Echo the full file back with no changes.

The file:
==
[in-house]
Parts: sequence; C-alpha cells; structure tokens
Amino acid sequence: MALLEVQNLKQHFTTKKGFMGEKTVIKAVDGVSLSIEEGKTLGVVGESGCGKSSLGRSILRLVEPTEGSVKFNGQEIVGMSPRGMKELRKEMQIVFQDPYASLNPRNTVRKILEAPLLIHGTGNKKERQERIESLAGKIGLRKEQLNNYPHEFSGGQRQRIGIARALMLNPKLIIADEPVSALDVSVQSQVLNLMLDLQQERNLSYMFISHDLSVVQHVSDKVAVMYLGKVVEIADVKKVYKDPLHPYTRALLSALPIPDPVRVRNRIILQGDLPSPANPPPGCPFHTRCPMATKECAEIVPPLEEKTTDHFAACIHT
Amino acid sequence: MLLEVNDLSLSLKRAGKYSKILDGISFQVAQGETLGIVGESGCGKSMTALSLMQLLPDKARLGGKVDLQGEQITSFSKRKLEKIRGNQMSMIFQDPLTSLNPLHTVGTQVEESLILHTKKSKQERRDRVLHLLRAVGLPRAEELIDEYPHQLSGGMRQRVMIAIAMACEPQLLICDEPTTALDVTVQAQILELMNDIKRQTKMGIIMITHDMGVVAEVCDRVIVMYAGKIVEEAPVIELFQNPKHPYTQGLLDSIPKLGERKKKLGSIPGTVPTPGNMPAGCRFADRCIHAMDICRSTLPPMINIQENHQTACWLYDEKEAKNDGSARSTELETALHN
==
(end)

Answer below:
[in-house]
Parts: sequence; C-alpha cells; structure tokens
Amino acid sequence: MALLEVQNLKQHFTTKKGFMGEKTVIKAVDGVSLSIEEGKTLGVVGESGCGKSSLGRSILRLVEPTEGSVKFNGQEIVGMSPRGMKELRKEMQIVFQDPYASLNPRNTVRKILEAPLLIHGTGNKKERQERIESLAGKIGLRKEQLNNYPHEFSGGQRQRIGIARALMLNPKLIIADEPVSALDVSVQSQVLNLMLDLQQERNLSYMFISHDLSVVQHVSDKVAVMYLGKVVEIADVKKVYKDPLHPYTRALLSALPIPDPVRVRNRIILQGDLPSPANPPPGCPFHTRCPMATKECAEIVPPLEEKTTDHFAACIHT
Amino acid sequence: MLLEVNDLSLSLKRAGKYSKILDGISFQVAQGETLGIVGESGCGKSMTALSLMQLLPDKARLGGKVDLQGEQITSFSKRKLEKIRGNQMSMIFQDPLTSLNPLHTVGTQVEESLILHTKKSKQERRDRVLHLLRAVGLPRAEELIDEYPHQLSGGMRQRVMIAIAMACEPQLLICDEPTTALDVTVQAQILELMNDIKRQTKMGIIMITHDMGVVAEVCDRVIVMYAGKIVEEAPVIELFQNPKHPYTQGLLDSIPKLGERKKKLGSIPGTVPTPGNMPAGCRFADRCIHAMDICRSTLPPMINIQENHQTACWLYDEKEAKNDGSARSTELETALHN